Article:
Refinishing a Wood Deck The simplicity that makes decks easy to build also makes them easy to restore. All parts are accessible, and most sur-faces and hard ware are clearly visible, so you can check their condition and make installs as needed. Inspect everything—decking, railings, stairs and framework. Push or pull firmly to ensure parts are tight, and keep an eye out for discoloration, mold or other indicators of rotting wood. Press a screwdriver into surfaces that appear suspect; if the tip penetrates easily and tears the fibers out, replace the part.
Even if a deck is structurally sound, its appearance will eventually degrade from accumulation of dirt, exposure to sun and rain and ordinary wear and tear. A deck cleaner will renew wood that is raw or has been treated with a penetrating sealer. Film finishes, such as varnishes or paints, will have to he removed with a chemical stripper. When they’re off, replace them with penetrating sealers or solid-color stains that are easier to renew. Wear rubber gloves and protective eye wear when working with strippers and cleaners.
- It Most surface finishes—paint, varnish, solid-color stain—will flake off under the pressure of a sharp paint scraper. Remove the bulk of the finish by hand, then sand the remainder or apply a chemical paint stripper.
- Railings often have the heaviest accumulation of paint or finish. Wearing gloves and safety glasses, apply stripper and watch for finish to blister. Keep the surface moist and work in sections less than 6 ft. (2 m) long.
- Use a stiff synthetic-bristle brush to scrub loosened finish from the wood. If the finish doesn’t come off readily, wait longer or reap-ply chemical stripper. Clean up crevices and corners with a putty knife or scraper.
- After the railing is stripped, renew the deck-ing surface by spraying a deck cleaner. This will work on accumulated dirt, discoloration and minor stains. Cover nearby plants with plastic sheeting to avoid damaging them.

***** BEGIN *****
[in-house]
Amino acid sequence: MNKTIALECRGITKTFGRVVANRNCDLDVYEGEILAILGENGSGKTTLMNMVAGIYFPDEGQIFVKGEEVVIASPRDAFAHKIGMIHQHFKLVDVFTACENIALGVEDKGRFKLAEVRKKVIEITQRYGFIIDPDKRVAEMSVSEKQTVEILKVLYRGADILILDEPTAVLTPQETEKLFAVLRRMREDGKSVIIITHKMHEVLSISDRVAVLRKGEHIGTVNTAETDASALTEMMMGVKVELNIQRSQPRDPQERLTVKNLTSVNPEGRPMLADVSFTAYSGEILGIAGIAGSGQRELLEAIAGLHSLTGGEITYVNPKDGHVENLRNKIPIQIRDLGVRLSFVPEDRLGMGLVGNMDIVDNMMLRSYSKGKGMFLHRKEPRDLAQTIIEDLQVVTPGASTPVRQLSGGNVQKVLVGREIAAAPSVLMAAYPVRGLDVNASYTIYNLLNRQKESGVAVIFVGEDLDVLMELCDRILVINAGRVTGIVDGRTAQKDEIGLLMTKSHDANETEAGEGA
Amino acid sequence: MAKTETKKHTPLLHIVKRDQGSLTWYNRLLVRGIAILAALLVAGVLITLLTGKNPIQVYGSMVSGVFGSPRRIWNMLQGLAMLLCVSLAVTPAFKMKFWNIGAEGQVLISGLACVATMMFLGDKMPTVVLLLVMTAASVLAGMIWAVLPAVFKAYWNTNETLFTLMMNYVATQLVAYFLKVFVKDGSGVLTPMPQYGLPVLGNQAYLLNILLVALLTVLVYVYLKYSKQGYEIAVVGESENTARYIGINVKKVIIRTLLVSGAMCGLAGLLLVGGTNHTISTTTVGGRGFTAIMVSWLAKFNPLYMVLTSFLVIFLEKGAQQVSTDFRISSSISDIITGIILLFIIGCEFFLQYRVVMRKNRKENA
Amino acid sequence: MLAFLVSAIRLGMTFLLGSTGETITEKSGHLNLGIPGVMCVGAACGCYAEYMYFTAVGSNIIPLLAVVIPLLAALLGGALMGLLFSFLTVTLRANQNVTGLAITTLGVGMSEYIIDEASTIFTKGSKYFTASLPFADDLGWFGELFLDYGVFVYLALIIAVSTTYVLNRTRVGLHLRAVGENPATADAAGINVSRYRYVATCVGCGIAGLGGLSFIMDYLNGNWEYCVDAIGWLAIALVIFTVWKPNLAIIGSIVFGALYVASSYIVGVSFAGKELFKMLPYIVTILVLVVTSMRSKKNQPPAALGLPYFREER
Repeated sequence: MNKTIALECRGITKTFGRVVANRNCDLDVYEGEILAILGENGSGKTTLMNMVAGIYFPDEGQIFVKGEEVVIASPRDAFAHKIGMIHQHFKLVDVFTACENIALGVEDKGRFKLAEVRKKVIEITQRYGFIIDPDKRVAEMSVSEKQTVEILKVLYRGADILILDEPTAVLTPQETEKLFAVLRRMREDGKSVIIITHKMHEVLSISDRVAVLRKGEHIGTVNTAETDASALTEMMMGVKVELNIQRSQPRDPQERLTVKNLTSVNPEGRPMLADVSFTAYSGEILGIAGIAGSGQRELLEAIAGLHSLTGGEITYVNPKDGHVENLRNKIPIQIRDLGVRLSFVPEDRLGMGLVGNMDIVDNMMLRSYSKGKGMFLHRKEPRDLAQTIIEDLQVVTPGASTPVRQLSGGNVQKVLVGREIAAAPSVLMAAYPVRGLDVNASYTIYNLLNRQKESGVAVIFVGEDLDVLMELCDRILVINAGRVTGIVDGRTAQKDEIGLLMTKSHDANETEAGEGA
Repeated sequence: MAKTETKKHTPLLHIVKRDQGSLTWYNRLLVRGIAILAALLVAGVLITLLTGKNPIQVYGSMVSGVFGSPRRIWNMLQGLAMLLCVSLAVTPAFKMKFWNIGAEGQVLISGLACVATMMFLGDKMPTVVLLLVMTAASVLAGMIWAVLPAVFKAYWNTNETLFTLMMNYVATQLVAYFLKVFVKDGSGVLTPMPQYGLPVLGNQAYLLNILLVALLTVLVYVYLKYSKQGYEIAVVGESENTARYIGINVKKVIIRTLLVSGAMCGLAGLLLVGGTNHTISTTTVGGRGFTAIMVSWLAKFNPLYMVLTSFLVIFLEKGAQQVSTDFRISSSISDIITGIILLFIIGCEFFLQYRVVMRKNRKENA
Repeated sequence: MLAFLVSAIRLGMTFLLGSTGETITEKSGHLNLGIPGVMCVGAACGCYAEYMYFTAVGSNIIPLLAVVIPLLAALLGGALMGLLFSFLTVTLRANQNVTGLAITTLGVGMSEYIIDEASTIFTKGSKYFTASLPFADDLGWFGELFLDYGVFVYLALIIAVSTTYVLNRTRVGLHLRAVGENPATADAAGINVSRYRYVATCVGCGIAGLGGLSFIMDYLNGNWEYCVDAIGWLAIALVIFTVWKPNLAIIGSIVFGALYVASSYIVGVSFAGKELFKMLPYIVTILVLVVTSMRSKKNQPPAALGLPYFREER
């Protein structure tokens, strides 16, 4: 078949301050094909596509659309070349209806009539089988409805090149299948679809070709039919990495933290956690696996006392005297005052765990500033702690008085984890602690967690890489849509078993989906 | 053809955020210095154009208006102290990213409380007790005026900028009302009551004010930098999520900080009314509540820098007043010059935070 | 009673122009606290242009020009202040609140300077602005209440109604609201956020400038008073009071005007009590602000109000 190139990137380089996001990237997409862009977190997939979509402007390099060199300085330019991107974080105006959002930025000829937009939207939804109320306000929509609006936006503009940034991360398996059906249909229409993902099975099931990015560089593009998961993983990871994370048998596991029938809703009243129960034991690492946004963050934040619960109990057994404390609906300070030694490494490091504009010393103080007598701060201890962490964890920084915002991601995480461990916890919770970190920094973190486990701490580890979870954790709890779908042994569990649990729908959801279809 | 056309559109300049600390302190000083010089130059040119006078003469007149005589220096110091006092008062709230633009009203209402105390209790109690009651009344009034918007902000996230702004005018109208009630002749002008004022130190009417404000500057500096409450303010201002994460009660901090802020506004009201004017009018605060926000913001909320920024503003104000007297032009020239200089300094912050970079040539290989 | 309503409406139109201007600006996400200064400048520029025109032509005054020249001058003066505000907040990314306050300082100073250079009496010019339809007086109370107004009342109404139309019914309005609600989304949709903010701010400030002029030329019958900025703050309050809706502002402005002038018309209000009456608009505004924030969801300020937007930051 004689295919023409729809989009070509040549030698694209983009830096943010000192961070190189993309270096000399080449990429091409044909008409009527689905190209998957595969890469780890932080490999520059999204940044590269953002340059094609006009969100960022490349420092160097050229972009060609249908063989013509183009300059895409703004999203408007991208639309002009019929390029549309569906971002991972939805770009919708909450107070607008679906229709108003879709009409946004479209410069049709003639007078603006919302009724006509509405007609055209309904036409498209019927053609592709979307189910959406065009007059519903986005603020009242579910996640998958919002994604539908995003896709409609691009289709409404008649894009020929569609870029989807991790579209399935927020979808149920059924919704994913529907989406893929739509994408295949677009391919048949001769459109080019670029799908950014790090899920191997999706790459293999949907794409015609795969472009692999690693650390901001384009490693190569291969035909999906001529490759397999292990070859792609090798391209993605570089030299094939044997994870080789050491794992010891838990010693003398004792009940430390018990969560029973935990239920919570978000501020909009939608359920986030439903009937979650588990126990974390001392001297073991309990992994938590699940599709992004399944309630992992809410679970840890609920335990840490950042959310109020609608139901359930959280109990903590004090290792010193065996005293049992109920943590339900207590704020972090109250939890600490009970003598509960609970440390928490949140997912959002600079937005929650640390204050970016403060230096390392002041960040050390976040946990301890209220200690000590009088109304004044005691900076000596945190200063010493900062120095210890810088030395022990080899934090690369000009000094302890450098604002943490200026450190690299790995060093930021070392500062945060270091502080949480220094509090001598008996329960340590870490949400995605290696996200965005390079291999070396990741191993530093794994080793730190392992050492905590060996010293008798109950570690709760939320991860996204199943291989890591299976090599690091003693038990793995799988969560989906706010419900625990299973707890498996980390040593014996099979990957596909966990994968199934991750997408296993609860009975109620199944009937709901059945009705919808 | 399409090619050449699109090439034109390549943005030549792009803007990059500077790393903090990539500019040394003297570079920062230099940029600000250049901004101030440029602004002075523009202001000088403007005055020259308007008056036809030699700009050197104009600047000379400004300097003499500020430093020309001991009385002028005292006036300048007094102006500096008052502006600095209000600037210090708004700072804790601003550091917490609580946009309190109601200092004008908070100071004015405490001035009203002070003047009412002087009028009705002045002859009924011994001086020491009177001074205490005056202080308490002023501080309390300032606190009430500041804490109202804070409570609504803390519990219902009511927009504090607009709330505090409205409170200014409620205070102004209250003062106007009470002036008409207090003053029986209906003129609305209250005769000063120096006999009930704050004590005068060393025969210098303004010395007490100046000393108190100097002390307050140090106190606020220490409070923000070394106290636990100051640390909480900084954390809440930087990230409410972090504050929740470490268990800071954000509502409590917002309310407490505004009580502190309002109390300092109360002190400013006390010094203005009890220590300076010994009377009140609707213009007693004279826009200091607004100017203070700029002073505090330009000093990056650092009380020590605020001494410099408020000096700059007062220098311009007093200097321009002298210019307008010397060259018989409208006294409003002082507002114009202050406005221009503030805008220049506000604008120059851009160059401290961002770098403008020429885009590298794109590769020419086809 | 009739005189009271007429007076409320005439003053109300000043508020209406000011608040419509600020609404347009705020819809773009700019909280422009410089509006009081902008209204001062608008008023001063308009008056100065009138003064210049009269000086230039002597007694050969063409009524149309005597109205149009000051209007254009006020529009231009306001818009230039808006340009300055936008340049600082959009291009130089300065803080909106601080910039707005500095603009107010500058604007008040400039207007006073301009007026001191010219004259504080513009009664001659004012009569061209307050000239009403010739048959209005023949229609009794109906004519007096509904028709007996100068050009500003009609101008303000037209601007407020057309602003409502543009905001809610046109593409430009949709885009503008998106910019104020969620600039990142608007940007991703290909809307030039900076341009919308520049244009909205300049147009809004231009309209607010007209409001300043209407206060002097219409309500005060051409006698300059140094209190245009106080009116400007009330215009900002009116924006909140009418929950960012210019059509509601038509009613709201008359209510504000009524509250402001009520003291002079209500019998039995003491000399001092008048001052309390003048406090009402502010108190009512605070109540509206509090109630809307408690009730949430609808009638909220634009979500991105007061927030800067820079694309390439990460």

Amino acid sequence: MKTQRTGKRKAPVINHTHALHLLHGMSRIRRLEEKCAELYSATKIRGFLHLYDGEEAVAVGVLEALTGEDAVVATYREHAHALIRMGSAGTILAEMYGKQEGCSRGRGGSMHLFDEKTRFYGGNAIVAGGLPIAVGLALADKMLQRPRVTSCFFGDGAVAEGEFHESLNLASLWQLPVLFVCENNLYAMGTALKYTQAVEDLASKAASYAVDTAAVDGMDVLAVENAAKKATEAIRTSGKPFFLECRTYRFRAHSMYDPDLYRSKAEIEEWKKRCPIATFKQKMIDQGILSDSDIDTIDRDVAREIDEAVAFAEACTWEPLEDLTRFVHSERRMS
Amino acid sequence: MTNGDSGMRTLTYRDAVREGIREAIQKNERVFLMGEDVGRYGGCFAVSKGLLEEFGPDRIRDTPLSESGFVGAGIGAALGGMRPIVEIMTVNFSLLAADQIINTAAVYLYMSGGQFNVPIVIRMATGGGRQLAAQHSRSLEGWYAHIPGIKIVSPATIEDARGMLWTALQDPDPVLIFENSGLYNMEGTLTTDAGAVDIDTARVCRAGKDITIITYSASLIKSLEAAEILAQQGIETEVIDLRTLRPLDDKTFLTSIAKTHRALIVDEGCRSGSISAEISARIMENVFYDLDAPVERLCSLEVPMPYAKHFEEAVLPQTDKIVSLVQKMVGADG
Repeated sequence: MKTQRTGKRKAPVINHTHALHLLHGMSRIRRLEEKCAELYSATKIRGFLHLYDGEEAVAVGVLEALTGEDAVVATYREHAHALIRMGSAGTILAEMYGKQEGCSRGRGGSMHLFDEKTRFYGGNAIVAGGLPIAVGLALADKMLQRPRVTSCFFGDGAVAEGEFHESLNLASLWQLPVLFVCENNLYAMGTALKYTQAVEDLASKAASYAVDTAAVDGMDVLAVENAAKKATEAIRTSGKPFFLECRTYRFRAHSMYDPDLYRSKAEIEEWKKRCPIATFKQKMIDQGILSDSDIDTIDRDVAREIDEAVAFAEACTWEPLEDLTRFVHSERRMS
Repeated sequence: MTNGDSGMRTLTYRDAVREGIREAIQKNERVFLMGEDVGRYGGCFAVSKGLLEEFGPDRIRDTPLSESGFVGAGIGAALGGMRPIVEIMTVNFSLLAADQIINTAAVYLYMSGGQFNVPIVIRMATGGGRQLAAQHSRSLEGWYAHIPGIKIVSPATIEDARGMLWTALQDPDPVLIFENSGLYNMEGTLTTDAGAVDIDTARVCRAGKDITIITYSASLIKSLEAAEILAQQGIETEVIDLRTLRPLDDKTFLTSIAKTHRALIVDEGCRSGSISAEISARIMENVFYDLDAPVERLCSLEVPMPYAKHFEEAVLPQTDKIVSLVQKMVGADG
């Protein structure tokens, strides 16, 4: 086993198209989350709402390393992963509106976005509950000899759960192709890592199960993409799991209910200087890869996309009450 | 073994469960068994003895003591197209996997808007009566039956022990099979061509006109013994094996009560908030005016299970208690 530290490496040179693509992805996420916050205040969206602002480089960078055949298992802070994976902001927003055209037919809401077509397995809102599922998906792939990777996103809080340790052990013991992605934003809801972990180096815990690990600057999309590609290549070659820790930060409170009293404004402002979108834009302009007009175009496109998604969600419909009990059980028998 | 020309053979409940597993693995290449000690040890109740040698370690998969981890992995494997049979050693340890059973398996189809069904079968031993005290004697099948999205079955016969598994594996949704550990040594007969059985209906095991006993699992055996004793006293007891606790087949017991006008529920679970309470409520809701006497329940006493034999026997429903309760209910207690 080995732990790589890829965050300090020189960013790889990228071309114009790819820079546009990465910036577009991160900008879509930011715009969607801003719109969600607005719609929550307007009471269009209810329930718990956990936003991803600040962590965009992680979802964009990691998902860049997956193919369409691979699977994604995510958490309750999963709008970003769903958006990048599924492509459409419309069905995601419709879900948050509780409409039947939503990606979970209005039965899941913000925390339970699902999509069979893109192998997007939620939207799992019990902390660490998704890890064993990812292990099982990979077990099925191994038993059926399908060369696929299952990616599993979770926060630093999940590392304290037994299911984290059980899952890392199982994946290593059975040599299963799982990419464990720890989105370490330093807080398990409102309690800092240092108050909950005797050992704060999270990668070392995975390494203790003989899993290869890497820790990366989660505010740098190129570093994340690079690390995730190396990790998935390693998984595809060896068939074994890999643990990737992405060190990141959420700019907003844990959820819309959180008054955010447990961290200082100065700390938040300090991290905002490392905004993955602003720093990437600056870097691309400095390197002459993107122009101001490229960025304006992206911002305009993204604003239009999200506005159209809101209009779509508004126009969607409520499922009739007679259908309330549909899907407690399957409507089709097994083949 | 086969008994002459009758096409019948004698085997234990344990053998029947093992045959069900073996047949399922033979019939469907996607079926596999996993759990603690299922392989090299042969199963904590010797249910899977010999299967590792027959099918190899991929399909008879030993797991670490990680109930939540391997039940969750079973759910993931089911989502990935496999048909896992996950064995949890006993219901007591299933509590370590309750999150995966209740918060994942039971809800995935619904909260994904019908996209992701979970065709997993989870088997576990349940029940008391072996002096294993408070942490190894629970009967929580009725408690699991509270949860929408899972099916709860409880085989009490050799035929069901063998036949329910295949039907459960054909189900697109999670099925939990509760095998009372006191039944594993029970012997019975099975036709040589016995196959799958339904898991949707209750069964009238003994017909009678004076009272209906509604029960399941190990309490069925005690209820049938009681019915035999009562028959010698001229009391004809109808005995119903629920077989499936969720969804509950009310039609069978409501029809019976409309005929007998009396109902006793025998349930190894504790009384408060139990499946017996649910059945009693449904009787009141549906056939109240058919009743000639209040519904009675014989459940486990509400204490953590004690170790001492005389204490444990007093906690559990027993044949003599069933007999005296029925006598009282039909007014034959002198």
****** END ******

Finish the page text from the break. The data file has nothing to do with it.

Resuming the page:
- Working in sections, allow the cleaner to sit on the wood for about 15 minutes. Then scrub the decking clean with a stiff-bristle brush. Work the brush briskly in the direction of the wood grain. Rinse with water.
- After the deck has dried for 48 hours, use a paint roller on a pole handle to apply clear or tinted sealer. Weathered wood surfaces are highly absorbent, so apply the sealer generously. Brush between boards, if necessary.
Replacing a Deck Board
Like any natural material, wood varies in appearance and durability. Occasionally you’ll find board sections that have aged poorly and need to be replaced. Here’s a simple technique:
With an angle square as a guide, use a jigsaw to cut the section of deck board from between the joists.
- Cut alongside each joist.
- Fasten sup-port cleats to the joists to hold up the ends of the new deck board. Pull them tight against the underside of the adjacent decking.
- To reduce the chance of splitting the wood, blunt the tip of the nails before driving them. if using deck screws, drill pilot holes.
New Deck Staining